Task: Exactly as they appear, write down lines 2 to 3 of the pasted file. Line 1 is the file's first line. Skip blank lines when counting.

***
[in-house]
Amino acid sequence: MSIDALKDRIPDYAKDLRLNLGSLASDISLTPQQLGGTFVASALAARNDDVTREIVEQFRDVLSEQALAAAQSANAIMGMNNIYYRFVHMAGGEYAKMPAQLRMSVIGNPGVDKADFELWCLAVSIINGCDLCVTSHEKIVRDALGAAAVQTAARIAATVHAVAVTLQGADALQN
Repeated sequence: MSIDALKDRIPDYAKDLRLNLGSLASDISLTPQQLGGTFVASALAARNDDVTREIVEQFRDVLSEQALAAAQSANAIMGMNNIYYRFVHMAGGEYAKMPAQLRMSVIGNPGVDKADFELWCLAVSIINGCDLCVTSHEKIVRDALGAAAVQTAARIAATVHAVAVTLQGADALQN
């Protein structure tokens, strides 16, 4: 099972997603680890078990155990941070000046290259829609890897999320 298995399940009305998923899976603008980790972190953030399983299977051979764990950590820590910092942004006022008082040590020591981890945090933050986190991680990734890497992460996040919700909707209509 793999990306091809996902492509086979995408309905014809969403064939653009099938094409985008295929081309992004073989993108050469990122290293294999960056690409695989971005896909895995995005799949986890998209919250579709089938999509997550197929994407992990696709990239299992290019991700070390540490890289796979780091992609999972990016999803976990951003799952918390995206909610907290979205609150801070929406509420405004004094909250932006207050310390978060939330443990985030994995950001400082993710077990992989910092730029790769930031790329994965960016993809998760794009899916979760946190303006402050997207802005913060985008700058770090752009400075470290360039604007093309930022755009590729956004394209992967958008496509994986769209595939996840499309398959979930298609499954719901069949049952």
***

Amino acid sequence: MSIDALKDRIPDYAKDLRLNLGSLASDISLTPQQLGGTFVASALAARNDDVTREIVEQFRDVLSEQALAAAQSANAIMGMNNIYYRFVHMAGGEYAKMPAQLRMSVIGNPGVDKADFELWCLAVSIINGCDLCVTSHEKIVRDALGAAAVQTAARIAATVHAVAVTLQGADALQN
Repeated sequence: MSIDALKDRIPDYAKDLRLNLGSLASDISLTPQQLGGTFVASALAARNDDVTREIVEQFRDVLSEQALAAAQSANAIMGMNNIYYRFVHMAGGEYAKMPAQLRMSVIGNPGVDKADFELWCLAVSIINGCDLCVTSHEKIVRDALGAAAVQTAARIAATVHAVAVTLQGADALQN